The research group “Data, Self and Society” at the Consumer Society Research Centre explores how datafication, referring to the conversion of aspects of life into quantified data, is promoted, practiced, analyzed and received in the contemporary world. Current research falls under three thematic areas:

Self-tracking and living with data

The rapidly expanding research on wearables and self-tracking practices reflects the rise in the use of digital technology in the everyday. The defining characteristic of self-tracking is that people are confronted with their own personal information, including sleep, steps, stress levels, and eating. Self-tracking relies on personal data streams in an attempt to slice life into comprehensible and controllable units. Life converts into a problem of coding and algorithmic evaluation.

We have studied the Quantified Self and how ordinary people find, or fail to find, value in confrontations with personal data. Recent publications discuss co-evolving with self-tracking technologies, forms of emotion tracking and the situational objectivity characteristic to personal metrics. Demonstrating that the study of data practices and datafication benefits from a more thorough analysis of the everyday, the aim is to critically address the active and ever-changing work around personal data streams. A recently initiated project continues this research by focusing on everyday understandings of algorithms and how civil servants and politicians discuss the role of algorithms in political decision making.

Digital methods and data explorations

Citizen Mindscapes is an open data project in which we contextualize and explore an online forum discussion data (“Suomi24”, in English Finland24), consisting of tens of millions of social media messages over a time span of 15 years. The analysis of large data sets calls for new kind of reflexivity from researchers, including novel research perspectives. In recent publications, we study the datafication of hate and explore the Suomi24-dataset through the concept-metaphor of broken data. We utilize data analytics in an attempt to develop tools and frameworks for understanding how conversational landscapes and topics develop in time. By identifying online practices and engagements, we promote the development and understanding of digital research methods which will allow investigators to gain a more detailed view of the production and analysis of data and deepen the understanding of how temporal aspects of social life, or social media discussions affect, guide, and constrain their participants.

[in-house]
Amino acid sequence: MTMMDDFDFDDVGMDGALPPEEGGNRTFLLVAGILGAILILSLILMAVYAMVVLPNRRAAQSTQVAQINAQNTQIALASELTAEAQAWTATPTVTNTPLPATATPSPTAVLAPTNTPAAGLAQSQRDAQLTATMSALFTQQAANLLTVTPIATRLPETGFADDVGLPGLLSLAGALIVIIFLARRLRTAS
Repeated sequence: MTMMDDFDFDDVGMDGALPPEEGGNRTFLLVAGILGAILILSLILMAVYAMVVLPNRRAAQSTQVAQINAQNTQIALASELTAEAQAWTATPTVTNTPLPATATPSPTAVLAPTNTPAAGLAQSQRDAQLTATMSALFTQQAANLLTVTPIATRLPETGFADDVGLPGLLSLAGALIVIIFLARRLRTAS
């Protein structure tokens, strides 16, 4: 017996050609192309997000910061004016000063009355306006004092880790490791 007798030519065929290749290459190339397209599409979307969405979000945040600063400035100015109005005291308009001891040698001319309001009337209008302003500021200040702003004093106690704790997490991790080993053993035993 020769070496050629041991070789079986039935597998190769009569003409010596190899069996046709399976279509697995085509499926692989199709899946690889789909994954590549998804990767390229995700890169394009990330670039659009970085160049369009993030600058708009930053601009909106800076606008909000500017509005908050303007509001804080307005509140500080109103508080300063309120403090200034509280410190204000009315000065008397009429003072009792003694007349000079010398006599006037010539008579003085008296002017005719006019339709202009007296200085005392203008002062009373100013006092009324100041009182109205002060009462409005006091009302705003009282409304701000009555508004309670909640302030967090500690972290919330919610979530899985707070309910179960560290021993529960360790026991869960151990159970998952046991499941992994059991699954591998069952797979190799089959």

Smarter Social Media Analytics studies and develops methods to identify trends and phenomena using large social media datasets. To this end, we use the full data set of online forum Suomi24 (see above) and the full data set collected and owned by Futusome Oy, covering approximately 1 billion Finnish language messages from different social media services (2001-2016). As a comparative data set we use the representative survey data collected by Taloustutkimus Oy (2007-2016). By cross-investigating these datasets using both computational and qualitative methods, we develop and validate algorithms to identify and explain emerging trends and individual phenomena from the online conversations. Currently we are focusing on various food-related trends. Simultaneously, using an ethnographic approach the project explores how data is used and transformed to knowledge within the data analytics companies, and what are the epistemological considerations that frame data, data analysis methods and visualizations.

Datafied power and digital citizens